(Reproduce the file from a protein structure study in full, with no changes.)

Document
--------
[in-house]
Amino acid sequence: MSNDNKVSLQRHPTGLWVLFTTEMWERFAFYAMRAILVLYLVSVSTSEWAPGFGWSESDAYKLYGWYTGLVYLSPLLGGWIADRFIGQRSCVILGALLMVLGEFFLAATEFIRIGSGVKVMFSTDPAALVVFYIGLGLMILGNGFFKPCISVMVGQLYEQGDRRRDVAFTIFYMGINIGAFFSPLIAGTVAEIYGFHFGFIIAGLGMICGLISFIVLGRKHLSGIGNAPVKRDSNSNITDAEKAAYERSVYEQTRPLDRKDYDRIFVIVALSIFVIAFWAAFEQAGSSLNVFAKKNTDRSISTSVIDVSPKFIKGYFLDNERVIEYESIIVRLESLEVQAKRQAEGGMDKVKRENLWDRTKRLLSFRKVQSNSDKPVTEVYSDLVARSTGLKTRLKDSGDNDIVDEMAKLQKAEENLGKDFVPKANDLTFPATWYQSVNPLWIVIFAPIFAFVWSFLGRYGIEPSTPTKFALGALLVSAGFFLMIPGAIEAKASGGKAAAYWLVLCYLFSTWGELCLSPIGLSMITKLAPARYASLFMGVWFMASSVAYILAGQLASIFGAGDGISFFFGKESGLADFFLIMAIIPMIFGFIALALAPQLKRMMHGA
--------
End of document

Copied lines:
[in-house]
Amino acid sequence: MSNDNKVSLQRHPTGLWVLFTTEMWERFAFYAMRAILVLYLVSVSTSEWAPGFGWSESDAYKLYGWYTGLVYLSPLLGGWIADRFIGQRSCVILGALLMVLGEFFLAATEFIRIGSGVKVMFSTDPAALVVFYIGLGLMILGNGFFKPCISVMVGQLYEQGDRRRDVAFTIFYMGINIGAFFSPLIAGTVAEIYGFHFGFIIAGLGMICGLISFIVLGRKHLSGIGNAPVKRDSNSNITDAEKAAYERSVYEQTRPLDRKDYDRIFVIVALSIFVIAFWAAFEQAGSSLNVFAKKNTDRSISTSVIDVSPKFIKGYFLDNERVIEYESIIVRLESLEVQAKRQAEGGMDKVKRENLWDRTKRLLSFRKVQSNSDKPVTEVYSDLVARSTGLKTRLKDSGDNDIVDEMAKLQKAEENLGKDFVPKANDLTFPATWYQSVNPLWIVIFAPIFAFVWSFLGRYGIEPSTPTKFALGALLVSAGFFLMIPGAIEAKASGGKAAAYWLVLCYLFSTWGELCLSPIGLSMITKLAPARYASLFMGVWFMASSVAYILAGQLASIFGAGDGISFFFGKESGLADFFLIMAIIPMIFGFIALALAPQLKRMMHGA